What It's About: In 1997, 12-year-old American middle-schooler Caitlin and 14-year-old Zimbabwean Martin are paired as pen pals through their schools. At first, Caitlin sends photos and trinkets and asks for the same, not realizing the depths of poverty in which Martin lives. Eventually, Caitlin and her family start to send financial support to Martin, and their international friendship forever changes each of their lives.

Why Read It? Caitlin and Martin's letters and perspectives will teach kids to better appreciate their relative good fortune and to understand how a little bit of help and a lot of compassion can make a huge impact on someone else's life. Caitlin and Martin's extraordinary friendship should inspire your kid to be a better global citizen.

Undertow by Michael Buckley. 730 Lexile

What It's About: Coney Island native Lyric Walker has a family secret: She's part "Sirena." So when 30,000 Alpha, a five-nation race (Sirena being among them) of beautiful but violent humanoid sea warriors, land on her beach, she knows this means trouble. Lyric's New York City beach town turns into a militarized zone with the Alpha on one side and humans on another. Then Lyric is asked to give Fathom, the gorgeous and militant Alpha prince, reading lessons, and sparks fly. Which side will she choose?

Why Read It? Described as a combination of The 5th Wave and Twilight with sea creatures, this romantic dystopian fantasy seems to have enough action, war, and adventure to balance out the fiery romance, making it an equally compelling choice for any kid who wants to start reading a popular new series.

I'll Give You the Sun by Jandy Nelson, 740 Lexile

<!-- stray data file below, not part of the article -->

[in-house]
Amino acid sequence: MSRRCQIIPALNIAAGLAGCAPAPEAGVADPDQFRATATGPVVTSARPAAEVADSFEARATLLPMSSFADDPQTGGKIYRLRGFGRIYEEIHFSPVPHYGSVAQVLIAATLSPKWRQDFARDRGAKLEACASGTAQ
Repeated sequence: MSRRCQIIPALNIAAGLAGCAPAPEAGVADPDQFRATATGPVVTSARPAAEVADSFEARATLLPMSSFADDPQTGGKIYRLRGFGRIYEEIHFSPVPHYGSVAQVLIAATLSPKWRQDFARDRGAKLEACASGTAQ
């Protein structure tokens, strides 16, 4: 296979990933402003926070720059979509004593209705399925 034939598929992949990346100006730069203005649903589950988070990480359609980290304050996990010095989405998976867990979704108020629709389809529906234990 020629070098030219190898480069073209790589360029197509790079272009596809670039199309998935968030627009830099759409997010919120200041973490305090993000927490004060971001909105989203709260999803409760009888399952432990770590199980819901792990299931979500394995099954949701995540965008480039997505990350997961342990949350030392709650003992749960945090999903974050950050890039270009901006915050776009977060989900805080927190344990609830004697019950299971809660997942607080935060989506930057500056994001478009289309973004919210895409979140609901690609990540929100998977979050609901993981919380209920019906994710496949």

What It's About: Thirteen-year-old Noah and his twin sister Jude are inseparable until their art-critic mom announces that their dearly departed grandmother's ghost wants them to apply to a local arts high school. The competition for their mom's approval coupled with an unexpected, catastrophic loss leads to three years of drifting apart, finding love, and discovering who they want to be as artists, siblings, and people.

Why Read It? Nelson's gorgeously written coming-of-age novel won multiple awards in 2014, and it deserved every accolade. Best for seventh- and eighth-graders mature enough to immerse themselves in the story's magical realism, philosophical themes, and relationship issues, I'll Give You the Sun will impress English teachers and make readers want to share the book with friends.

The Fourteenth Goldfish by Jennifer L Holm 550 Lexile
Galileo. Newton. Salk. Oppenheimer. Science can change the world . . . but can it go too far? Eleven-year-old Ellie has never liked change. She misses fifth grade. She misses her old best friend. She even misses her dearly departed goldfish. Then one day a strange boy shows up. He’s bossy. He’s cranky. And weirdly enough . . . he looks a lot like Ellie’s grandfather, a scientist who’s always been slightly obsessed with immortality. Could this pimply boy really be Grandpa Melvin? Has he finally found the secret to eternal youth?
 
Wonderstruck Brian Selznick 830 Lexile
Ben and Rose secretly wish for better lives. Ben longs for the father he has never known. Rose dreams of a mysterious actress whose life she chronicles in a scrapbook. When Ben discovers a puzzling clue in his mother's room and Rose reads an enticing headline in the newspaper, both children set out alone on desperate quests to find what they are missing. Set fifty years apart, these two independent stories - Ben's told in words, Rose's in pictures - weave back and forth in symmetry.
 
Okay for Now Gary D Schmidt 850 Lexile
Midwesterner Gary D. Schmidt won Newbery Honor awards for Lizzie Bright and the Buckminster Boys and The Wednesday Wars, two coming-of-age novels about unlikely friends finding a bond. Okay For Now, his latest novel, explores another seemingly improbable alliance, this one between new outsider in town Doug Swieteck and Lil Spicer, the savvy spitfire daughter of his deli owner boss. With her challenging assistance, Doug discovers new sides of himself. Along the way, he also readjusts his relationship with his abusive father, his school peers, and his older brother, a newly returned war victim of Vietnam.
 
Boy, Everywhere by A. M. Dassu